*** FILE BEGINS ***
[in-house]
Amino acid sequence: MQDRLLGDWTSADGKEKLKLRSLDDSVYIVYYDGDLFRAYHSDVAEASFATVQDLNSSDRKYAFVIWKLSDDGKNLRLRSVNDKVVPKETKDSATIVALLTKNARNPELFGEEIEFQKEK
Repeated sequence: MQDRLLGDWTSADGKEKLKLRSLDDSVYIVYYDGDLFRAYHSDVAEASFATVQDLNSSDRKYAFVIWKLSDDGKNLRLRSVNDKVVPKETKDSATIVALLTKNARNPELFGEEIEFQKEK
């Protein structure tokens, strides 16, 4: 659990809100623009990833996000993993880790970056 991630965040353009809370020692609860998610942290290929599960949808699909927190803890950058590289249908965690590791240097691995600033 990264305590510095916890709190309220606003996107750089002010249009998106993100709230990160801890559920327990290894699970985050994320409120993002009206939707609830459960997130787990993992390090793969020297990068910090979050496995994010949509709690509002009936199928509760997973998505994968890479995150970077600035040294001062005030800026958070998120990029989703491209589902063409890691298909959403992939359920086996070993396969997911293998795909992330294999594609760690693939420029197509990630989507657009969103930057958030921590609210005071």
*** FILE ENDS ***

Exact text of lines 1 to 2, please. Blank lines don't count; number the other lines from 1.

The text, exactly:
[in-house]
Amino acid sequence: MQDRLLGDWTSADGKEKLKLRSLDDSVYIVYYDGDLFRAYHSDVAEASFATVQDLNSSDRKYAFVIWKLSDDGKNLRLRSVNDKVVPKETKDSATIVALLTKNARNPELFGEEIEFQKEK